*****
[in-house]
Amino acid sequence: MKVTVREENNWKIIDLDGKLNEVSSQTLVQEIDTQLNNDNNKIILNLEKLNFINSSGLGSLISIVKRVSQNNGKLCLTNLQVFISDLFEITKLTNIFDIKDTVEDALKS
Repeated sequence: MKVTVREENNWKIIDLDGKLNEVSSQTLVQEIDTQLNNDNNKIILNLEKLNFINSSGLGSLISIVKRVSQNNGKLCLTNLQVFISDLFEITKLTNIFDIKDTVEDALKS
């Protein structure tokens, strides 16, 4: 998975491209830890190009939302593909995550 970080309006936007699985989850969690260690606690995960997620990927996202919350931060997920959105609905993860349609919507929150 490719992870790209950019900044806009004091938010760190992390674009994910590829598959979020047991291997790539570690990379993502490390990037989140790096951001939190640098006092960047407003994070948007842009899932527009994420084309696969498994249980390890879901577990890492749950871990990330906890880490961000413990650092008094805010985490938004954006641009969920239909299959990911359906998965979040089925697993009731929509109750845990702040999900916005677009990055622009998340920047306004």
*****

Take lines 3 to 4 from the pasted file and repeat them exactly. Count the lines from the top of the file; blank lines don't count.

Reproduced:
Repeated sequence: MKVTVREENNWKIIDLDGKLNEVSSQTLVQEIDTQLNNDNNKIILNLEKLNFINSSGLGSLISIVKRVSQNNGKLCLTNLQVFISDLFEITKLTNIFDIKDTVEDALKS
């Protein structure tokens, strides 16, 4: 998975491209830890190009939302593909995550 970080309006936007699985989850969690260690606690995960997620990927996202919350931060997920959105609905993860349609919507929150 490719992870790209950019900044806009004091938010760190992390674009994910590829598959979020047991291997790539570690990379993502490390990037989140790096951001939190640098006092960047407003994070948007842009899932527009994420084309696969498994249980390890879901577990890492749950871990990330906890880490961000413990650092008094805010985490938004954006641009969920239909299959990911359906998965979040089925697993009731929509109750845990702040999900916005677009990055622009998340920047306004």